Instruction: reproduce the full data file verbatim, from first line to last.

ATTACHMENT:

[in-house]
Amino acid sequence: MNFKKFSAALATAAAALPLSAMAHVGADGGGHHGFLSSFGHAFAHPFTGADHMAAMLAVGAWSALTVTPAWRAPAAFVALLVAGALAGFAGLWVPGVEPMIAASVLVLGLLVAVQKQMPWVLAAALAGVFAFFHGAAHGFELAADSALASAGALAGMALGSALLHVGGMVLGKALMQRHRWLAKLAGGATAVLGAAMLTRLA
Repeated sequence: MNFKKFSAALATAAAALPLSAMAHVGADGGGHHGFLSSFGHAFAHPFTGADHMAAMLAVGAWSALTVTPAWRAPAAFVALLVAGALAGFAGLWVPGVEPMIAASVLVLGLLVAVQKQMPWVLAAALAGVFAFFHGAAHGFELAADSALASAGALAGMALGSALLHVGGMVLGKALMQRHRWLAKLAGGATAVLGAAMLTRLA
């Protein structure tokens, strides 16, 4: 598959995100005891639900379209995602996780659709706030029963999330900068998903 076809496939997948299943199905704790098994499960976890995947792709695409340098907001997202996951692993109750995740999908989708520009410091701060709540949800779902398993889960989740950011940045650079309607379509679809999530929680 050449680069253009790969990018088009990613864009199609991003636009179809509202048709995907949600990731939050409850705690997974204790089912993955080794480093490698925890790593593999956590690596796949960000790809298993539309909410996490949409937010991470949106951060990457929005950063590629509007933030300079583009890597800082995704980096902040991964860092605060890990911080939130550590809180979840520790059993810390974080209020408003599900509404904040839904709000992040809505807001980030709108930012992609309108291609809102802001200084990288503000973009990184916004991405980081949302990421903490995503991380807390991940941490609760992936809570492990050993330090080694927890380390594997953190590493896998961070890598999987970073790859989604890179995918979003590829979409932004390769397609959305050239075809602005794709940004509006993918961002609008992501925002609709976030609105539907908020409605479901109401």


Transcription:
[in-house]
Amino acid sequence: MNFKKFSAALATAAAALPLSAMAHVGADGGGHHGFLSSFGHAFAHPFTGADHMAAMLAVGAWSALTVTPAWRAPAAFVALLVAGALAGFAGLWVPGVEPMIAASVLVLGLLVAVQKQMPWVLAAALAGVFAFFHGAAHGFELAADSALASAGALAGMALGSALLHVGGMVLGKALMQRHRWLAKLAGGATAVLGAAMLTRLA
Repeated sequence: MNFKKFSAALATAAAALPLSAMAHVGADGGGHHGFLSSFGHAFAHPFTGADHMAAMLAVGAWSALTVTPAWRAPAAFVALLVAGALAGFAGLWVPGVEPMIAASVLVLGLLVAVQKQMPWVLAAALAGVFAFFHGAAHGFELAADSALASAGALAGMALGSALLHVGGMVLGKALMQRHRWLAKLAGGATAVLGAAMLTRLA
């Protein structure tokens, strides 16, 4: 598959995100005891639900379209995602996780659709706030029963999330900068998903 076809496939997948299943199905704790098994499960976890995947792709695409340098907001997202996951692993109750995740999908989708520009410091701060709540949800779902398993889960989740950011940045650079309607379509679809999530929680 050449680069253009790969990018088009990613864009199609991003636009179809509202048709995907949600990731939050409850705690997974204790089912993955080794480093490698925890790593593999956590690596796949960000790809298993539309909410996490949409937010991470949106951060990457929005950063590629509007933030300079583009890597800082995704980096902040991964860092605060890990911080939130550590809180979840520790059993810390974080209020408003599900509404904040839904709000992040809505807001980030709108930012992609309108291609809102802001200084990288503000973009990184916004991405980081949302990421903490995503991380807390991940941490609760992936809570492990050993330090080694927890380390594997953190590493896998961070890598999987970073790859989604890179995918979003590829979409932004390769397609959305050239075809602005794709940004509006993918961002609008992501925002609709976030609105539907908020409605479901109401």